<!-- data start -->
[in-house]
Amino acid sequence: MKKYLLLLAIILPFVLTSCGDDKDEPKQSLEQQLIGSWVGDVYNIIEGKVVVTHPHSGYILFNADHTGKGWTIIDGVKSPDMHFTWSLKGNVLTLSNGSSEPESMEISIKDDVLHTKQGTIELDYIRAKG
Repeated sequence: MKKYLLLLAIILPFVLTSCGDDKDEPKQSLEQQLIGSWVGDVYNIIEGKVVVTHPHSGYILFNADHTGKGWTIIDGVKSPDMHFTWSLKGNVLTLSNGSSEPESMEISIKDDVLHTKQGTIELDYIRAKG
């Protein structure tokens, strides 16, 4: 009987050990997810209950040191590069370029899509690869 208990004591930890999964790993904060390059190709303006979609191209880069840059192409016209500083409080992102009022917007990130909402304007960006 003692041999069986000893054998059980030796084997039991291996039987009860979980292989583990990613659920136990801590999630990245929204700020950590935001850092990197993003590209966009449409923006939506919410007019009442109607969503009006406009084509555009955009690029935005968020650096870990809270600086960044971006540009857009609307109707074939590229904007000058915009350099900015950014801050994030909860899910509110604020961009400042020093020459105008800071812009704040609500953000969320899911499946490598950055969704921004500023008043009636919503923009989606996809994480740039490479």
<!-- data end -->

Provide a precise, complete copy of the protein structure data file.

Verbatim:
[in-house]
Amino acid sequence: MKKYLLLLAIILPFVLTSCGDDKDEPKQSLEQQLIGSWVGDVYNIIEGKVVVTHPHSGYILFNADHTGKGWTIIDGVKSPDMHFTWSLKGNVLTLSNGSSEPESMEISIKDDVLHTKQGTIELDYIRAKG
Repeated sequence: MKKYLLLLAIILPFVLTSCGDDKDEPKQSLEQQLIGSWVGDVYNIIEGKVVVTHPHSGYILFNADHTGKGWTIIDGVKSPDMHFTWSLKGNVLTLSNGSSEPESMEISIKDDVLHTKQGTIELDYIRAKG
């Protein structure tokens, strides 16, 4: 009987050990997810209950040191590069370029899509690869 208990004591930890999964790993904060390059190709303006979609191209880069840059192409016209500083409080992102009022917007990130909402304007960006 003692041999069986000893054998059980030796084997039991291996039987009860979980292989583990990613659920136990801590999630990245929204700020950590935001850092990197993003590209966009449409923006939506919410007019009442109607969503009006406009084509555009955009690029935005968020650096870990809270600086960044971006540009857009609307109707074939590229904007000058915009350099900015950014801050994030909860899910509110604020961009400042020093020459105008800071812009704040609500953000969320899911499946490598950055969704921004500023008043009636919503923009989606996809994480740039490479």